This brief focuses on how the age structure influences the relative death rates in rural and urban areas, not on the absolute number of deaths or the overall mortality rate, which will be influenced by many other factors. I estimated death rates among those infected with the virus for each county using age-specific mortality estimate from new research on the SARS-CoV-2 epidemic in China.8 In the China research, estimated mortality rates were adjusted to reflect the population age structure and the likely differential underreporting of cases by age. Consistent with previous research, they found mortality rates were far higher for older adults. I applied these mortality rates to the age structure of the overall U.S. population and to that of each U.S. county using recent age estimates from the U.S. Bureau of the Census. The estimated mortality rate for the United States as a whole was 9.2 deaths per 1,000 infected individuals. Rather than use absolute death rates, which are sensitive to many conditions specific to a given country, I calculated a ratio comparing the death rate of each county to that for the nation as a whole. These death rates are relative rather than absolute. Unless the basic assumption of the model that age specific death rates rise substantially with age is incorrect, the positions of the counties relative to one another should be largely invariant. Note that the potential mortality rate is per 1,000 infected individuals. Thus, the mortality rate estimates are not influenced by the proportion of a county population that is infected. So, a county with a higher estimated mortality rate but a lower proportion of infected individuals may have fewer deaths than a county of the same size with a lower mortality rate but a larger proportion of its population infected.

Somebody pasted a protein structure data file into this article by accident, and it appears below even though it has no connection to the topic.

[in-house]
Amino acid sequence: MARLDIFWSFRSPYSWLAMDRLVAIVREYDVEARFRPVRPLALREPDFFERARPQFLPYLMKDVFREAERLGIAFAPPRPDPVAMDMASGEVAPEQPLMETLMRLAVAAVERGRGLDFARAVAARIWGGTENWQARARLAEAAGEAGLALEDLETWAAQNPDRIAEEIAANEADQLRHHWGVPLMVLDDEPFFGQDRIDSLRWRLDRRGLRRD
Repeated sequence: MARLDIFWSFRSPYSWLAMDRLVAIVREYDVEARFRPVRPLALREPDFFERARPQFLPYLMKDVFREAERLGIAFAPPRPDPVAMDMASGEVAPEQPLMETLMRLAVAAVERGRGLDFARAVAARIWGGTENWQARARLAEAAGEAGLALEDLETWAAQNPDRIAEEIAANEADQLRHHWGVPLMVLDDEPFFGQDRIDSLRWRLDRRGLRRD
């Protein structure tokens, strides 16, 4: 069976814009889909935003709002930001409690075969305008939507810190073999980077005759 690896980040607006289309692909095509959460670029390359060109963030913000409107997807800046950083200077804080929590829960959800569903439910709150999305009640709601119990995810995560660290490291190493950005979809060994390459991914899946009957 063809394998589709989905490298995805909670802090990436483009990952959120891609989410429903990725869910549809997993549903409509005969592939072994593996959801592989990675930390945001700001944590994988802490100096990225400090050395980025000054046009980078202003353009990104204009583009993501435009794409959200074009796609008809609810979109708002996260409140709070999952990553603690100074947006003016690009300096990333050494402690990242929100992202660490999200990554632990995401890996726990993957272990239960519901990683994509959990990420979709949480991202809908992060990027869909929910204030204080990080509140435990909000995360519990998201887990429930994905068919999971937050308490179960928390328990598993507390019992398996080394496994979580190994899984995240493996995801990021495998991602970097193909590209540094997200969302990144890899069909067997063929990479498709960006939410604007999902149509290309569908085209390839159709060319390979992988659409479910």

1. The terms nonmetropolitan and rural are used inter-changeably, as are the terms urban and metropolitan.
2. T. Marema and T. Murphy, “Covid-19 Update: April Saw Rural America’s Infection Rate Increase 8-Fold,” Daily Yonder, May 4, 2020. https://www.dailyyonder.com/covid-19-update-april-saw-rural-americas-infection-rate-increase-8-fold/2020/05/04/
3. R. Verity, et al., “Estimates of the Severity of the Coronavirus Disease 2019: A Model-based Analysis,” The Lancet Infectious Diseases, March 30, 2020. https://www.thelancet.com/action/showPdf?pii=S1473-3099%2820%2930243-7